Crime, Punishment, and Popular Culture (1790-1920) - contains over 2 million pages from manuscripts, books, broadsheets, and periodicals, reflecting the widespread impact of the changes in crime and its policing during the long nineteenth century. The archive unites a number of geographic areas and disciplines, from law, criminology, and history to studies of popular culture and fiction.
International Historical Statistics - a collection of statistical data from around the world, collected between 1750-2010 and covering a wide range of socio-economic topics. The collection includes data on the Americas and Europe, but also hard-to-find data on Africa, Asia and Oceania.
Slavery and Anti-Slavery: A Transnational Archive - scholarly study and understanding of slavery from a multinational perspective.
Biodiversity Heritage Library - a consortium of natural history and botanical libraries that cooperate to digitize and make accessible the legacy literature of biodiversity held in their collections and to make that literature available for open access and responsible use as a part of a global “biodiversity commons.” BHL also serves as the foundational literature component of the Encyclopedia of Life (EOL).
Women and Social Movements in the United States, 1600-2000 - 79 document projects with more than 2,400 documents, 32,000 pages of additional full-text documents, and 1,700 primary authors. It includes as well book, film and website reviews, notes from the archives, and teaching tools.
Immigration to the United States, 1789-1930 - a collection of historical materials from Harvard's libraries, archives, and museums that documents voluntary immigration to the United States from the signing of the Constitution to the onset of the Great Depression. Concentrating heavily on the 19th century, Immigration to the US includes over 400,000 pages from more than 2,200 books, pamphlets, and serials, over 9,600 pages from manuscript and archival collections, and more than 7,800 photographs. By incorporating diaries, biographies, and other writings capturing diverse experiences, the collected material provides a window into the lives of ordinary immigrants.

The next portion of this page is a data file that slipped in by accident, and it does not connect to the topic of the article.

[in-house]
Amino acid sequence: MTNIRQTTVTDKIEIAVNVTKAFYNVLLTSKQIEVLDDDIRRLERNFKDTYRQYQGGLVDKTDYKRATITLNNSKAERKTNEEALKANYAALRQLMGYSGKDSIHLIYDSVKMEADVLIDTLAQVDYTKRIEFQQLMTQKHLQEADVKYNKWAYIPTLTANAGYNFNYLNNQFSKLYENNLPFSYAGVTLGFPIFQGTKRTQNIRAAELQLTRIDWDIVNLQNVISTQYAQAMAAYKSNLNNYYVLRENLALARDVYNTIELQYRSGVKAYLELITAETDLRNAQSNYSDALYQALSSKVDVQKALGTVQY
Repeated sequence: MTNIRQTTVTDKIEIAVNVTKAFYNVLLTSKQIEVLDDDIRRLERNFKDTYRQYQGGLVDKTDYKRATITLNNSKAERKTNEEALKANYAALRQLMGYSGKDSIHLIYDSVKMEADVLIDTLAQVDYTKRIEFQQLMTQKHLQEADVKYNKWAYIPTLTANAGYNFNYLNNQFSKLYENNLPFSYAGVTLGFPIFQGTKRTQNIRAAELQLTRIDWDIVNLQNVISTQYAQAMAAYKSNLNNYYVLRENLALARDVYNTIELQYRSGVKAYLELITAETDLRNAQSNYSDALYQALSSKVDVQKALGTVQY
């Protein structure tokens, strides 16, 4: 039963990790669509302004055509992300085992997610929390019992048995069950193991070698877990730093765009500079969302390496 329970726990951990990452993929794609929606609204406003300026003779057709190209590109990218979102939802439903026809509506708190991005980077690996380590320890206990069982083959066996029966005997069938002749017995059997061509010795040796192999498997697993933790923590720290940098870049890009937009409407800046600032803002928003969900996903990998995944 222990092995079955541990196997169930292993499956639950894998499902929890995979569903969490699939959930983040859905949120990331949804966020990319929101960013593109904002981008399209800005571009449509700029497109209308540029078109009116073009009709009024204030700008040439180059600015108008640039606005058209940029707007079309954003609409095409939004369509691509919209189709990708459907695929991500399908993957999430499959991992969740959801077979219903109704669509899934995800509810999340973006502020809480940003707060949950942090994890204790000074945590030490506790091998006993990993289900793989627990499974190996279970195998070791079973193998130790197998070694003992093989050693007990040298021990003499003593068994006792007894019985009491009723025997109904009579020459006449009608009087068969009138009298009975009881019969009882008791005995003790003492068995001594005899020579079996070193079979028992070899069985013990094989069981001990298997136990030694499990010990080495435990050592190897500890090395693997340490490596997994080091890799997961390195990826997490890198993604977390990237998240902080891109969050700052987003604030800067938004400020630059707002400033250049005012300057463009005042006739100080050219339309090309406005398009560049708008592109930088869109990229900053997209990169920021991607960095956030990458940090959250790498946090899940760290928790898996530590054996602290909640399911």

Witchcraft in Europe and America - the earliest texts in this comprehensive collection on witchcraft date from the 15th century and the latest are from the early 20th century. The majority of the material concerns the 16th to 18th centuries, the so-called "classic period." In addition to these classic texts, the collection includes anti-persecution writings, works by penologists, legal and church documents, exposés of persecutions, and philosophical writings and transcripts of trials and exorcisms.
Mercure de France, 1672-1810 - published from 1672, this influential periodical promised in its first issue to chronicle the activities of luminaries in metropolitan Paris, in the French provinces, and abroad, and to offer good literature to lovers of novels and stories. After 1724, the periodical was split into a literary and a political section.
Actes Royaux Francais, 1256 – 1794 - approximately 16,000 pamphlets covering this important period in French history are available in this collection. One of the largest collections of its kind, it offers a wealth of information on the legislative history and governance of France, as well as other aspects of French life.
Brazilian and Portuguese History and Culture: The Oliveira Lima Library - contains the rare and unique pamphlets from the personal library of the Brazilian diplomat, historian, and journalist Manoel de Oliveira Lima. Database allows users to visualize results and term frequencies over time and to limit their search by dates, illustration types, and languages. 90% of the content is in Portuguese.
In the section "Web-based Resources for Wunderkammer project" in my LibGuide for HIST 3302 Monsters & Marvels: Explaining the Unknown in the Early Modern World, I provide links to a number of online museum collections which depict "things" exchanged in the Early Modern period.